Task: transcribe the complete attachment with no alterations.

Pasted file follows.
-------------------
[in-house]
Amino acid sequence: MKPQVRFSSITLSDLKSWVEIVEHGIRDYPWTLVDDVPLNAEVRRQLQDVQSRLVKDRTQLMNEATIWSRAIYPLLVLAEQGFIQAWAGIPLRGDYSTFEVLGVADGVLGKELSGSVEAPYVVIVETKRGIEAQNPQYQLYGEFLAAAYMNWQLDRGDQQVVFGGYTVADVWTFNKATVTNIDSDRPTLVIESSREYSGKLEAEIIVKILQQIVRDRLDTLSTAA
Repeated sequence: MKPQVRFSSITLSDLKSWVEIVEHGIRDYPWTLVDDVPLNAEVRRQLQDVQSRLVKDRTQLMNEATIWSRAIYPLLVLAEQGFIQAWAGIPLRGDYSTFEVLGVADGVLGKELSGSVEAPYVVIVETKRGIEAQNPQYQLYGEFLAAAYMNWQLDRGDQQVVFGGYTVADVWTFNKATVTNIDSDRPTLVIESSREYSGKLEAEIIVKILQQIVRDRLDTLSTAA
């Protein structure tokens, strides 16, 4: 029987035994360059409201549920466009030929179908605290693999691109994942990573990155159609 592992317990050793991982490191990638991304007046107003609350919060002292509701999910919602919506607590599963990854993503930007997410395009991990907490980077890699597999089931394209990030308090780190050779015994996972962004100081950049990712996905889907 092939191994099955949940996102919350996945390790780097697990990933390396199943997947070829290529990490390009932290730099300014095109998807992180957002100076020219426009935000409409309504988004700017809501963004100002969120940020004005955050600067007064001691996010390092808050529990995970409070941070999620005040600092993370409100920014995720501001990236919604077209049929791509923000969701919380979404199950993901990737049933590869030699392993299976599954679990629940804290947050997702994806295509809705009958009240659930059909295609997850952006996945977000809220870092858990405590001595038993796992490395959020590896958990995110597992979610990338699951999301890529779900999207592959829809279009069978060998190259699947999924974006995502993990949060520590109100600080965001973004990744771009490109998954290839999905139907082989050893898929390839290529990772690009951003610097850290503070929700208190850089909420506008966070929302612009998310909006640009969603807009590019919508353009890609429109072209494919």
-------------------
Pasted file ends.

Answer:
[in-house]
Amino acid sequence: MKPQVRFSSITLSDLKSWVEIVEHGIRDYPWTLVDDVPLNAEVRRQLQDVQSRLVKDRTQLMNEATIWSRAIYPLLVLAEQGFIQAWAGIPLRGDYSTFEVLGVADGVLGKELSGSVEAPYVVIVETKRGIEAQNPQYQLYGEFLAAAYMNWQLDRGDQQVVFGGYTVADVWTFNKATVTNIDSDRPTLVIESSREYSGKLEAEIIVKILQQIVRDRLDTLSTAA
Repeated sequence: MKPQVRFSSITLSDLKSWVEIVEHGIRDYPWTLVDDVPLNAEVRRQLQDVQSRLVKDRTQLMNEATIWSRAIYPLLVLAEQGFIQAWAGIPLRGDYSTFEVLGVADGVLGKELSGSVEAPYVVIVETKRGIEAQNPQYQLYGEFLAAAYMNWQLDRGDQQVVFGGYTVADVWTFNKATVTNIDSDRPTLVIESSREYSGKLEAEIIVKILQQIVRDRLDTLSTAA
């Protein structure tokens, strides 16, 4: 029987035994360059409201549920466009030929179908605290693999691109994942990573990155159609 592992317990050793991982490191990638991304007046107003609350919060002292509701999910919602919506607590599963990854993503930007997410395009991990907490980077890699597999089931394209990030308090780190050779015994996972962004100081950049990712996905889907 092939191994099955949940996102919350996945390790780097697990990933390396199943997947070829290529990490390009932290730099300014095109998807992180957002100076020219426009935000409409309504988004700017809501963004100002969120940020004005955050600067007064001691996010390092808050529990995970409070941070999620005040600092993370409100920014995720501001990236919604077209049929791509923000969701919380979404199950993901990737049933590869030699392993299976599954679990629940804290947050997702994806295509809705009958009240659930059909295609997850952006996945977000809220870092858990405590001595038993796992490395959020590896958990995110597992979610990338699951999301890529779900999207592959829809279009069978060998190259699947999924974006995502993990949060520590109100600080965001973004990744771009490109998954290839999905139907082989050893898929390839290529990772690009951003610097850290503070929700208190850089909420506008966070929302612009998310909006640009969603807009590019919508353009890609429109072209494919």